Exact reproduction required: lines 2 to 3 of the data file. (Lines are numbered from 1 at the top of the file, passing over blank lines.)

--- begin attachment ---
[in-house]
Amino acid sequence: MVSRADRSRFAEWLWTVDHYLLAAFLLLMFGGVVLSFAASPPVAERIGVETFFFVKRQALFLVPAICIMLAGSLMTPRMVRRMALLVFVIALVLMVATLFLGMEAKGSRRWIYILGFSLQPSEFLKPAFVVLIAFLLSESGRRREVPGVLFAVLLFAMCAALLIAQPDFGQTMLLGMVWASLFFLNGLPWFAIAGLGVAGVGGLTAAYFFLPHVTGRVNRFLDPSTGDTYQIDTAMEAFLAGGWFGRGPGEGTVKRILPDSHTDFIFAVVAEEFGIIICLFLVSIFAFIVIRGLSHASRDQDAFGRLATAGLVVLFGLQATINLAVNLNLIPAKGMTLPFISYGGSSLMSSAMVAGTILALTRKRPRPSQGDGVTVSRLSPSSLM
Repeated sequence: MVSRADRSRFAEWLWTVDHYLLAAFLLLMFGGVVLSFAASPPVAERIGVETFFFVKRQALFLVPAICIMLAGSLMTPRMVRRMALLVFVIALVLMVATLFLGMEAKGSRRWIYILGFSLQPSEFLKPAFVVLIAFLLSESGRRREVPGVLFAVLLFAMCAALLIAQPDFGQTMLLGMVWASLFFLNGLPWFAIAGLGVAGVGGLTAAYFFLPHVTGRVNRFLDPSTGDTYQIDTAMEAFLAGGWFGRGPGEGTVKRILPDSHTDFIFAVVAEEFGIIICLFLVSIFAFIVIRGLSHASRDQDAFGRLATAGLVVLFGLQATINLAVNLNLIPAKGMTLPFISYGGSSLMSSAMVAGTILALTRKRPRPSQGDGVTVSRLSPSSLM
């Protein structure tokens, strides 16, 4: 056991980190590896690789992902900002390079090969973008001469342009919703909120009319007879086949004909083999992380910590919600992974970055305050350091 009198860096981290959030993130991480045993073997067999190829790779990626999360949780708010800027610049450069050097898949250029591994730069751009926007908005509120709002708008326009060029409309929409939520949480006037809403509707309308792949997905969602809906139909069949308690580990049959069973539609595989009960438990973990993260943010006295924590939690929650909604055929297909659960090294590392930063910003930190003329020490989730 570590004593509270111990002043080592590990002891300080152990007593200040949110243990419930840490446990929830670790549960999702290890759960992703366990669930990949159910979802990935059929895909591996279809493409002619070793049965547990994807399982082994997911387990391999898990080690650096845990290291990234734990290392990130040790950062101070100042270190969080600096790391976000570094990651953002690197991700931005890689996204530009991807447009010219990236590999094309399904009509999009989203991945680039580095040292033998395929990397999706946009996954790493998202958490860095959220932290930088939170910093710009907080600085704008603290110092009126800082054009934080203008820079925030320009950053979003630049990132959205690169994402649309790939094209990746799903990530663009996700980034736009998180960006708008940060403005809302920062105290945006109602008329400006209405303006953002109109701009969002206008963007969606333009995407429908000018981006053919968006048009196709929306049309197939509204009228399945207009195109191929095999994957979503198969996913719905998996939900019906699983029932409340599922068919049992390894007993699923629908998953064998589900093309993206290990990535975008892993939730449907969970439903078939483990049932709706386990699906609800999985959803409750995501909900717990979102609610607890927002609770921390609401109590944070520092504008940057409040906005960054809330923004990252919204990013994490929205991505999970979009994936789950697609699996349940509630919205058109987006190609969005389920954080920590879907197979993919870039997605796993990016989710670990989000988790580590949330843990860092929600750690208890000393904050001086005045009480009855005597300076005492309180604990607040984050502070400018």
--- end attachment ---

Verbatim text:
Amino acid sequence: MVSRADRSRFAEWLWTVDHYLLAAFLLLMFGGVVLSFAASPPVAERIGVETFFFVKRQALFLVPAICIMLAGSLMTPRMVRRMALLVFVIALVLMVATLFLGMEAKGSRRWIYILGFSLQPSEFLKPAFVVLIAFLLSESGRRREVPGVLFAVLLFAMCAALLIAQPDFGQTMLLGMVWASLFFLNGLPWFAIAGLGVAGVGGLTAAYFFLPHVTGRVNRFLDPSTGDTYQIDTAMEAFLAGGWFGRGPGEGTVKRILPDSHTDFIFAVVAEEFGIIICLFLVSIFAFIVIRGLSHASRDQDAFGRLATAGLVVLFGLQATINLAVNLNLIPAKGMTLPFISYGGSSLMSSAMVAGTILALTRKRPRPSQGDGVTVSRLSPSSLM
Repeated sequence: MVSRADRSRFAEWLWTVDHYLLAAFLLLMFGGVVLSFAASPPVAERIGVETFFFVKRQALFLVPAICIMLAGSLMTPRMVRRMALLVFVIALVLMVATLFLGMEAKGSRRWIYILGFSLQPSEFLKPAFVVLIAFLLSESGRRREVPGVLFAVLLFAMCAALLIAQPDFGQTMLLGMVWASLFFLNGLPWFAIAGLGVAGVGGLTAAYFFLPHVTGRVNRFLDPSTGDTYQIDTAMEAFLAGGWFGRGPGEGTVKRILPDSHTDFIFAVVAEEFGIIICLFLVSIFAFIVIRGLSHASRDQDAFGRLATAGLVVLFGLQATINLAVNLNLIPAKGMTLPFISYGGSSLMSSAMVAGTILALTRKRPRPSQGDGVTVSRLSPSSLM